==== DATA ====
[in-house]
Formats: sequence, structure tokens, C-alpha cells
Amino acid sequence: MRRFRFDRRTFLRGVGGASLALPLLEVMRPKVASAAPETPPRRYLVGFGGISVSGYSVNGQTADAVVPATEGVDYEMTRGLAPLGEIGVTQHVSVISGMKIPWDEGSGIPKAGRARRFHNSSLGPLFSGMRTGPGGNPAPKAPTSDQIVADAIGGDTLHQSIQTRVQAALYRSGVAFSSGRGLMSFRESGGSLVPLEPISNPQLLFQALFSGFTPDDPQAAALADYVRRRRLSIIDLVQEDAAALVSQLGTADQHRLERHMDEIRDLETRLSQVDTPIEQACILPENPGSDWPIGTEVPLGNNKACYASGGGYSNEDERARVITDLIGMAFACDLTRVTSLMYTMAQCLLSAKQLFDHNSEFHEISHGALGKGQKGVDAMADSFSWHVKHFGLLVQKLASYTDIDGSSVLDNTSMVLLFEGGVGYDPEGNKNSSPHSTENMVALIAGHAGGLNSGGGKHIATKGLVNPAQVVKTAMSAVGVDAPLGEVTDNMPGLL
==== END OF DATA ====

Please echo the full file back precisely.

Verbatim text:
[in-house]
Formats: sequence, structure tokens, C-alpha cells
Amino acid sequence: MRRFRFDRRTFLRGVGGASLALPLLEVMRPKVASAAPETPPRRYLVGFGGISVSGYSVNGQTADAVVPATEGVDYEMTRGLAPLGEIGVTQHVSVISGMKIPWDEGSGIPKAGRARRFHNSSLGPLFSGMRTGPGGNPAPKAPTSDQIVADAIGGDTLHQSIQTRVQAALYRSGVAFSSGRGLMSFRESGGSLVPLEPISNPQLLFQALFSGFTPDDPQAAALADYVRRRRLSIIDLVQEDAAALVSQLGTADQHRLERHMDEIRDLETRLSQVDTPIEQACILPENPGSDWPIGTEVPLGNNKACYASGGGYSNEDERARVITDLIGMAFACDLTRVTSLMYTMAQCLLSAKQLFDHNSEFHEISHGALGKGQKGVDAMADSFSWHVKHFGLLVQKLASYTDIDGSSVLDNTSMVLLFEGGVGYDPEGNKNSSPHSTENMVALIAGHAGGLNSGGGKHIATKGLVNPAQVVKTAMSAVGVDAPLGEVTDNMPGLL